A nuclear power source is also possible (and is the only viable power source out beyond the asteroid belt), but has it's own problems, which is probably why NASA doesn't use them for exploration of Mars.
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              • #8

                Originally posted by Arratra View Post
                Yeah, people tend to forget that Mars' atmosphere is a lot thinner than Earth's.
                Quite. Popular culture depicts being in a dust storm as similar to being in a hurricane, but in reality even the most powerful would be barely felt at all: The Fact and Fiction of Martian Dust Storms
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                • #9

                  The storm going on on Mars is also the worst dust storm in recorded Martian history from what I recall (although the worry is really only about not enough light; as far as I'm aware martian storms aren't strong enough to kick up the sorta debris that would cause physical damage). Another problem is the rover has no way to remove dust from its panels, so even if it would otherwise survive there's the possibility that after the storm passes it'll still be unable to get enough power.


                  Originally posted by Arratra View Post
                  Yeah, people tend to forget that Mars' atmosphere is a lot thinner than Earth's.

                  The dust storms are still one of the biggest problems with putting a probe on Mars, though. While you don't really have to worry about water damage, you need to protect anything you send from dust contamination (which NASA has gotten very good at).

                  The thing is, while they're vulnerable to problems on a planet like Mars, solar panels are the single most efficient power supply you can deploy for exploration in the inner solar system. You don't need to worry about factoring in any reaction mass for you power-source, just some relatively lightweight silicon panels that will supply all the energy you need so long as you expose them to strong enough sunlight.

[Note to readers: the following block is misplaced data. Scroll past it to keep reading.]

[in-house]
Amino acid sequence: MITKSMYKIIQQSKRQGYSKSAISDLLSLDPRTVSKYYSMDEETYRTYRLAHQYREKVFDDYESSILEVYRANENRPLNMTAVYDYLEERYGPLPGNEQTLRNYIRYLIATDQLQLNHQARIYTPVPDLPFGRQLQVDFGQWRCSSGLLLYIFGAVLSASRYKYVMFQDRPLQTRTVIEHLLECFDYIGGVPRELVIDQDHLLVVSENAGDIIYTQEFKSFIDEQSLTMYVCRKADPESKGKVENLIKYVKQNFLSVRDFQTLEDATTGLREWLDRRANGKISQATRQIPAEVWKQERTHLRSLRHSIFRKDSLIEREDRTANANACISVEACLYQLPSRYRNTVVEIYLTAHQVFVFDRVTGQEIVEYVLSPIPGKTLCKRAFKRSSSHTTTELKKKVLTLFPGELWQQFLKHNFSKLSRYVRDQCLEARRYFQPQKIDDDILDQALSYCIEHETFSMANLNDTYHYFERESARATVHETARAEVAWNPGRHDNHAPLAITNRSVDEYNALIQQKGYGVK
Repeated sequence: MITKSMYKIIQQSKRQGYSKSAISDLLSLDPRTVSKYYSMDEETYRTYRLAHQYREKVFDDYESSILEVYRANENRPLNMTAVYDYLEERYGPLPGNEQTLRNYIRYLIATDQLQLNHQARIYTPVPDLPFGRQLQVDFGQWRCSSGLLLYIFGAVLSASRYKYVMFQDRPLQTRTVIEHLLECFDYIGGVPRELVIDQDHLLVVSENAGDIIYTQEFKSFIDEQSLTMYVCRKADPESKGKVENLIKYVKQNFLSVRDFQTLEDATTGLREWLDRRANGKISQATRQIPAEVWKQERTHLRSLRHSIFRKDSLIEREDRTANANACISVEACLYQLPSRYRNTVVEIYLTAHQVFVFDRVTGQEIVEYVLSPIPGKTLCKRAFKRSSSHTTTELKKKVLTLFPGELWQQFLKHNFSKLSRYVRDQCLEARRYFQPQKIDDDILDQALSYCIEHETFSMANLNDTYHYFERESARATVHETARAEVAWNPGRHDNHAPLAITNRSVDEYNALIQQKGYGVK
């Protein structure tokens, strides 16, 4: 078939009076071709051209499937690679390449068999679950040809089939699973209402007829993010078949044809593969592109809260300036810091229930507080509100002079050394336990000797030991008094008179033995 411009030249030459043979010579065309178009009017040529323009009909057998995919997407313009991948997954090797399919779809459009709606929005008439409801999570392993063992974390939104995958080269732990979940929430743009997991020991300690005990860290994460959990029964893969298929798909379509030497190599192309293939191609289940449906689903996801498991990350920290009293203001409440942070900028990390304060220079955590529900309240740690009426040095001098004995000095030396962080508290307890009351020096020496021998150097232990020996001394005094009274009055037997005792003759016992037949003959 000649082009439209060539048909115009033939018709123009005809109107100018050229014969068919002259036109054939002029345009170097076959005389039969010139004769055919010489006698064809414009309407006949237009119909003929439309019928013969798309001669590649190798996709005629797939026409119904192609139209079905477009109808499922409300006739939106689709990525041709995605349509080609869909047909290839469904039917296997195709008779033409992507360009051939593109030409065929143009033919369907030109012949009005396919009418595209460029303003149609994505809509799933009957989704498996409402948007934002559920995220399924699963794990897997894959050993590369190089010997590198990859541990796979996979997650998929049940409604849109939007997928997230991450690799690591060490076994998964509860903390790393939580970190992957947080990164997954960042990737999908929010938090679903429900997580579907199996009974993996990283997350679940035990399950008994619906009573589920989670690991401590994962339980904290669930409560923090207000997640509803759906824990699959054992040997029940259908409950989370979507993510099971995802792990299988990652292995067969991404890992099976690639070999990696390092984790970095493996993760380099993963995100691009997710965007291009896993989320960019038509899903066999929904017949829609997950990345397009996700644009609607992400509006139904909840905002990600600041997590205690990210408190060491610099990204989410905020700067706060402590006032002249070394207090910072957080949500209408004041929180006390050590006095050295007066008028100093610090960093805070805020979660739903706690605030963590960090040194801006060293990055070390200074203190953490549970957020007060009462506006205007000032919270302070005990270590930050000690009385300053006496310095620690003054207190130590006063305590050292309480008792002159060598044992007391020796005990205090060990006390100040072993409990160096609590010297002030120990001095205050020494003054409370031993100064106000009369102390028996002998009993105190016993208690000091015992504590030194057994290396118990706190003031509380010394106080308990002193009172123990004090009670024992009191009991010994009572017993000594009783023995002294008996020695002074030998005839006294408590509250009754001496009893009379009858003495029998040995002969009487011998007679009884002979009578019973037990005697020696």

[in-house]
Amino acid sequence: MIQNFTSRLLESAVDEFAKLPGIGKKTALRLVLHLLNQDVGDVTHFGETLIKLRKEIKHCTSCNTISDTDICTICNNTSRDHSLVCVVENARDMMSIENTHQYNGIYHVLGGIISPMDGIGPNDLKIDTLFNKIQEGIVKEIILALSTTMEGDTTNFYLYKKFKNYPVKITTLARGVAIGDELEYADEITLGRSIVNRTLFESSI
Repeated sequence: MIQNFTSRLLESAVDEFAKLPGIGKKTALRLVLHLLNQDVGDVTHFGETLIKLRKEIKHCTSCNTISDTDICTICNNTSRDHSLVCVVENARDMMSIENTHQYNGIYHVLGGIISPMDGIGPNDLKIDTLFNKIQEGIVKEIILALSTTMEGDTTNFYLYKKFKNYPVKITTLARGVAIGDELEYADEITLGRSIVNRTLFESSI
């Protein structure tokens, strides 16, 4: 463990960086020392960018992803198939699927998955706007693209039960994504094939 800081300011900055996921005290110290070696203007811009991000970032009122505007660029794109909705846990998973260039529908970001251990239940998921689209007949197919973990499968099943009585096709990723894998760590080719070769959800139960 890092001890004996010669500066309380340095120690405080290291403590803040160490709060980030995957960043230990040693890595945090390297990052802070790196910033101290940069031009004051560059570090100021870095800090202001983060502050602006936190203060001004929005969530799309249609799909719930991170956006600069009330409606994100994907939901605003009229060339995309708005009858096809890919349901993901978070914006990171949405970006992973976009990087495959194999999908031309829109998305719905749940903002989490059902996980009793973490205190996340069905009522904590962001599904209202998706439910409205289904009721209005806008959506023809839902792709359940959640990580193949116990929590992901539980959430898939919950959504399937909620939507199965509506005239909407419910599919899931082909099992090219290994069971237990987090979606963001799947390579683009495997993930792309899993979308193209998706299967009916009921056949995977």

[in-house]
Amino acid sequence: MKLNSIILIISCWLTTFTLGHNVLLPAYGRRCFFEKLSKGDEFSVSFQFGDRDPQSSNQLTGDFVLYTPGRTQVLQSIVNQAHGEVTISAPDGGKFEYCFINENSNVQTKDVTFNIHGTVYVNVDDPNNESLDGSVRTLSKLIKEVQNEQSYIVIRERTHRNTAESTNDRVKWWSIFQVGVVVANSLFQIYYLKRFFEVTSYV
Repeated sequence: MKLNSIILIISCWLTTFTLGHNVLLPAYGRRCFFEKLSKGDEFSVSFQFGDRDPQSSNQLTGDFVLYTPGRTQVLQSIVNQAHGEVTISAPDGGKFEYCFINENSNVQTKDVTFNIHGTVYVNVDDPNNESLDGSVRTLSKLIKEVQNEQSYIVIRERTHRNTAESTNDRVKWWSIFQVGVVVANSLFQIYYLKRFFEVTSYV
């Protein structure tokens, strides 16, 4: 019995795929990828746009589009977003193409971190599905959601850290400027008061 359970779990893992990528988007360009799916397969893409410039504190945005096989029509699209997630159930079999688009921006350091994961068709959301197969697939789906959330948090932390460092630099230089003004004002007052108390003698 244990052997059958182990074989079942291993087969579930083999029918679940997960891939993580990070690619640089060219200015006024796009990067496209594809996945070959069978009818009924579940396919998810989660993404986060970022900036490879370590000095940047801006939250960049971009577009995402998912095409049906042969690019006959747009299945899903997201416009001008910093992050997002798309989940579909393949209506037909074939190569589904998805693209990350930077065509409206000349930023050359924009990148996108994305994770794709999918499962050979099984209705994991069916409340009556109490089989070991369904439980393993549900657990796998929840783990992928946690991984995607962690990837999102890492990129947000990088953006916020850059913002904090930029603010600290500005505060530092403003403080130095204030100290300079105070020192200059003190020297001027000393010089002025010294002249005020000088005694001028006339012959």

A nuclear power source is also possible (and is the only viable power source out beyond the asteroid belt), but has it's own problems, which is probably why NASA doesn't use them for exploration of Mars.
                  The Curiosity rover is nuclear Nuclear generator powers Curiosity Mars mission - MIT Technology Review
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                  • #10

                    Ah, whoops. Neglected to check my facts.

                    Anyway; I hope the rover survives the experience, though given that this is the worst Martian storm ever recorded, I'm really just hoping that the winds blow the dust off of the solar panels.
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                    • #11

                      No word from Mars rover as dust storm worsens - CBS News

                      NASA's Deep Space Network has not heard a peep from Opportunity, a Mars rover, since the robot fell silent June 10, drained of power in a dust storm that has turned day into night on the red planet, preventing sunlight from reaching the rover's solar cells.

                      Project Manager John Callas said Friday flight controllers are listening every day just in case Opportunity manages to beam a signal back to Earth. But given the dust storm's severity, it could be weeks before they learn if the hardy robot survived its trial by dust.

                      "No change," Callas said in a telephone interview. "No word from Opportunity. We've been listening every day (but) the dust storm has actually gotten worse, it's become a planet-encircling dust event. The last indications were that there were no signs of its abating. Is it a week? Is it a month? No one knows at this point."
                      There's still a possibility of survival. But I have a feeling it's growing quite remote now.